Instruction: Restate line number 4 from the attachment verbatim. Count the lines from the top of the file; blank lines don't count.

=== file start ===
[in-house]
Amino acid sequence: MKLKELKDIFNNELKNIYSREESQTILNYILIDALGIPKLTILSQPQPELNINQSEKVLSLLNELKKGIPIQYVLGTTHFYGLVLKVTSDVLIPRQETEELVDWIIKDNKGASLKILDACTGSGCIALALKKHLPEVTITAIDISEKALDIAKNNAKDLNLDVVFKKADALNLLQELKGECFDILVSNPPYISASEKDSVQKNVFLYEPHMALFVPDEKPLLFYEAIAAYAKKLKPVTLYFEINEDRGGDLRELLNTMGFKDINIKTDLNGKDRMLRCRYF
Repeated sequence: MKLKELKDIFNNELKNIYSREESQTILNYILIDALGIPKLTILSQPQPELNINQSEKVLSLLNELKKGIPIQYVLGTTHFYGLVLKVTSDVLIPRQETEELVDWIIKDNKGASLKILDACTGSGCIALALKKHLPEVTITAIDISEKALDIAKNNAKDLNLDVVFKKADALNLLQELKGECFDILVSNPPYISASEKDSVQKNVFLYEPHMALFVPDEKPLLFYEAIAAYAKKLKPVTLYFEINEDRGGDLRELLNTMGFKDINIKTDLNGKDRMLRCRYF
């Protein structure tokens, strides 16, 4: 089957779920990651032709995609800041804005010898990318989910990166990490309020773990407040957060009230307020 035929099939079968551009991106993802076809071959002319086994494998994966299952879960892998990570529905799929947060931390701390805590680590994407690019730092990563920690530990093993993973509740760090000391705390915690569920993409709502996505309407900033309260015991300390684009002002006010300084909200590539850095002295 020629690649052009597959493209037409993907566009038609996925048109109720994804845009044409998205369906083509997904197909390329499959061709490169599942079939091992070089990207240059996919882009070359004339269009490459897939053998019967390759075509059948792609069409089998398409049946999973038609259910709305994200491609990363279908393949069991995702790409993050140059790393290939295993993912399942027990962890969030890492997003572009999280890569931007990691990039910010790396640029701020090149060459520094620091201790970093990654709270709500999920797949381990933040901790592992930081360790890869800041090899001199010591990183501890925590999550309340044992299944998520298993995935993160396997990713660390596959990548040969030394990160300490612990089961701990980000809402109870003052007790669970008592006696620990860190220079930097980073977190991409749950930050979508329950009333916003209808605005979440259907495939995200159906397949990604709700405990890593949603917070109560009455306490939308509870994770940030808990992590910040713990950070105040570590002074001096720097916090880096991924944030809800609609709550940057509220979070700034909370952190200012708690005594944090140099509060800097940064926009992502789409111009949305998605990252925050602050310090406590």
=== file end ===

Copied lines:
């Protein structure tokens, strides 16, 4: 089957779920990651032709995609800041804005010898990318989910990166990490309020773990407040957060009230307020 035929099939079968551009991106993802076809071959002319086994494998994966299952879960892998990570529905799929947060931390701390805590680590994407690019730092990563920690530990093993993973509740760090000391705390915690569920993409709502996505309407900033309260015991300390684009002002006010300084909200590539850095002295 020629690649052009597959493209037409993907566009038609996925048109109720994804845009044409998205369906083509997904197909390329499959061709490169599942079939091992070089990207240059996919882009070359004339269009490459897939053998019967390759075509059948792609069409089998398409049946999973038609259910709305994200491609990363279908393949069991995702790409993050140059790393290939295993993912399942027990962890969030890492997003572009999280890569931007990691990039910010790396640029701020090149060459520094620091201790970093990654709270709500999920797949381990933040901790592992930081360790890869800041090899001199010591990183501890925590999550309340044992299944998520298993995935993160396997990713660390596959990548040969030394990160300490612990089961701990980000809402109870003052007790669970008592006696620990860190220079930097980073977190991409749950930050979508329950009333916003209808605005979440259907495939995200159906397949990604709700405990890593949603917070109560009455306490939308509870994770940030808990992590910040713990950070105040570590002074001096720097916090880096991924944030809800609609709550940057509220979070700034909370952190200012708690005594944090140099509060800097940064926009992502789409111009949305998605990252925050602050310090406590």